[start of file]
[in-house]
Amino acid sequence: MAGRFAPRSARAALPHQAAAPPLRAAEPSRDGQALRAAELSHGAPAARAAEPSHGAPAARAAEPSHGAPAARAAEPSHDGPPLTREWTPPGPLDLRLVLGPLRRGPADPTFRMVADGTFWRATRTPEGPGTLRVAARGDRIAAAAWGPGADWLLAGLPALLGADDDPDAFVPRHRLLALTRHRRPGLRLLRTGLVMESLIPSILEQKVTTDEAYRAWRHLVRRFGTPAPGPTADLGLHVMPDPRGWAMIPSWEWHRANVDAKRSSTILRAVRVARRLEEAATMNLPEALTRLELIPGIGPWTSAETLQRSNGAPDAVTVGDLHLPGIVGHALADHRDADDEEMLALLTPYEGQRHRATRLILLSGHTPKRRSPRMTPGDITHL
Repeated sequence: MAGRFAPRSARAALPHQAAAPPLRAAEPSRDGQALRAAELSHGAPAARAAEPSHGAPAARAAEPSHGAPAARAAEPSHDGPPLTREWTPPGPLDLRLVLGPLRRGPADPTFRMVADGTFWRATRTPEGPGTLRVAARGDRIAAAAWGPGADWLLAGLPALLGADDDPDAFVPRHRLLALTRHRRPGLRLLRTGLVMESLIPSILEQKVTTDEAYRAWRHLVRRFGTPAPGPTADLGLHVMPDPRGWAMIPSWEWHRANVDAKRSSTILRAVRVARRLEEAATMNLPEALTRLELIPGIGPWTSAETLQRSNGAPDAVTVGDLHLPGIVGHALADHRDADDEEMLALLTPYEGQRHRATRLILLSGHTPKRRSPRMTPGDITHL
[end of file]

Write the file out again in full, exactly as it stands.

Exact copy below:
[in-house]
Amino acid sequence: MAGRFAPRSARAALPHQAAAPPLRAAEPSRDGQALRAAELSHGAPAARAAEPSHGAPAARAAEPSHGAPAARAAEPSHDGPPLTREWTPPGPLDLRLVLGPLRRGPADPTFRMVADGTFWRATRTPEGPGTLRVAARGDRIAAAAWGPGADWLLAGLPALLGADDDPDAFVPRHRLLALTRHRRPGLRLLRTGLVMESLIPSILEQKVTTDEAYRAWRHLVRRFGTPAPGPTADLGLHVMPDPRGWAMIPSWEWHRANVDAKRSSTILRAVRVARRLEEAATMNLPEALTRLELIPGIGPWTSAETLQRSNGAPDAVTVGDLHLPGIVGHALADHRDADDEEMLALLTPYEGQRHRATRLILLSGHTPKRRSPRMTPGDITHL
Repeated sequence: MAGRFAPRSARAALPHQAAAPPLRAAEPSRDGQALRAAELSHGAPAARAAEPSHGAPAARAAEPSHGAPAARAAEPSHDGPPLTREWTPPGPLDLRLVLGPLRRGPADPTFRMVADGTFWRATRTPEGPGTLRVAARGDRIAAAAWGPGADWLLAGLPALLGADDDPDAFVPRHRLLALTRHRRPGLRLLRTGLVMESLIPSILEQKVTTDEAYRAWRHLVRRFGTPAPGPTADLGLHVMPDPRGWAMIPSWEWHRANVDAKRSSTILRAVRVARRLEEAATMNLPEALTRLELIPGIGPWTSAETLQRSNGAPDAVTVGDLHLPGIVGHALADHRDADDEEMLALLTPYEGQRHRATRLILLSGHTPKRRSPRMTPGDITHL